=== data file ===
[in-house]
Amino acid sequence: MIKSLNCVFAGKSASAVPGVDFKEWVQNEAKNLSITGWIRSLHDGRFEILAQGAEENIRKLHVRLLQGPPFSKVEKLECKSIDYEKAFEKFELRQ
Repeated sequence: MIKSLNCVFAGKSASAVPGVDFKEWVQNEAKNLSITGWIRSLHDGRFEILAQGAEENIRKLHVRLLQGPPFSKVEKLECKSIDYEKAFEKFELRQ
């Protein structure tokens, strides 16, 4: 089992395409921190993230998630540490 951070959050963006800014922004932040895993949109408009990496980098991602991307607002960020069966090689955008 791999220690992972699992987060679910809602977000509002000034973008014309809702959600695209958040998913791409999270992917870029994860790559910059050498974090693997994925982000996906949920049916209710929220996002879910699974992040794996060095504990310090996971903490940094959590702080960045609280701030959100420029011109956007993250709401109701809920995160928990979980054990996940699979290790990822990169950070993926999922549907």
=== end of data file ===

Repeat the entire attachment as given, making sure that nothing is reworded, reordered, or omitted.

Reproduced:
[in-house]
Amino acid sequence: MIKSLNCVFAGKSASAVPGVDFKEWVQNEAKNLSITGWIRSLHDGRFEILAQGAEENIRKLHVRLLQGPPFSKVEKLECKSIDYEKAFEKFELRQ
Repeated sequence: MIKSLNCVFAGKSASAVPGVDFKEWVQNEAKNLSITGWIRSLHDGRFEILAQGAEENIRKLHVRLLQGPPFSKVEKLECKSIDYEKAFEKFELRQ
């Protein structure tokens, strides 16, 4: 089992395409921190993230998630540490 951070959050963006800014922004932040895993949109408009990496980098991602991307607002960020069966090689955008 791999220690992972699992987060679910809602977000509002000034973008014309809702959600695209958040998913791409999270992917870029994860790559910059050498974090693997994925982000996906949920049916209710929220996002879910699974992040794996060095504990310090996971903490940094959590702080960045609280701030959100420029011109956007993250709401109701809920995160928990979980054990996940699979290790990822990169950070993926999922549907």